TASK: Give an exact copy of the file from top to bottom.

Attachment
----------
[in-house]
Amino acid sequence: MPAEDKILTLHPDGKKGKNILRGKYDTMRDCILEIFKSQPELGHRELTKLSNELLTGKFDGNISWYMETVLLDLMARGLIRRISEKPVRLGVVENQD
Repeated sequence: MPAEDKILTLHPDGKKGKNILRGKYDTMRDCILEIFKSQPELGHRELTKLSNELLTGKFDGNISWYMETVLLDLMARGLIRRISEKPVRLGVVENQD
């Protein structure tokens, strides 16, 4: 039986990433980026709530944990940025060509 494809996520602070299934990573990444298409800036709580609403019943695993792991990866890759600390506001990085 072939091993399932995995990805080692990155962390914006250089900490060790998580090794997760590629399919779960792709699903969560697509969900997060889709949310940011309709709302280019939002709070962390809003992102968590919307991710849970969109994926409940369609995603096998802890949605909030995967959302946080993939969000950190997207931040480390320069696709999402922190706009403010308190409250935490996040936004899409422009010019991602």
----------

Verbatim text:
[in-house]
Amino acid sequence: MPAEDKILTLHPDGKKGKNILRGKYDTMRDCILEIFKSQPELGHRELTKLSNELLTGKFDGNISWYMETVLLDLMARGLIRRISEKPVRLGVVENQD
Repeated sequence: MPAEDKILTLHPDGKKGKNILRGKYDTMRDCILEIFKSQPELGHRELTKLSNELLTGKFDGNISWYMETVLLDLMARGLIRRISEKPVRLGVVENQD
């Protein structure tokens, strides 16, 4: 039986990433980026709530944990940025060509 494809996520602070299934990573990444298409800036709580609403019943695993792991990866890759600390506001990085 072939091993399932995995990805080692990155962390914006250089900490060790998580090794997760590629399919779960792709699903969560697509969900997060889709949310940011309709709302280019939002709070962390809003992102968590919307991710849970969109994926409940369609995603096998802890949605909030995967959302946080993939969000950190997207931040480390320069696709999402922190706009403010308190409250935490996040936004899409422009010019991602």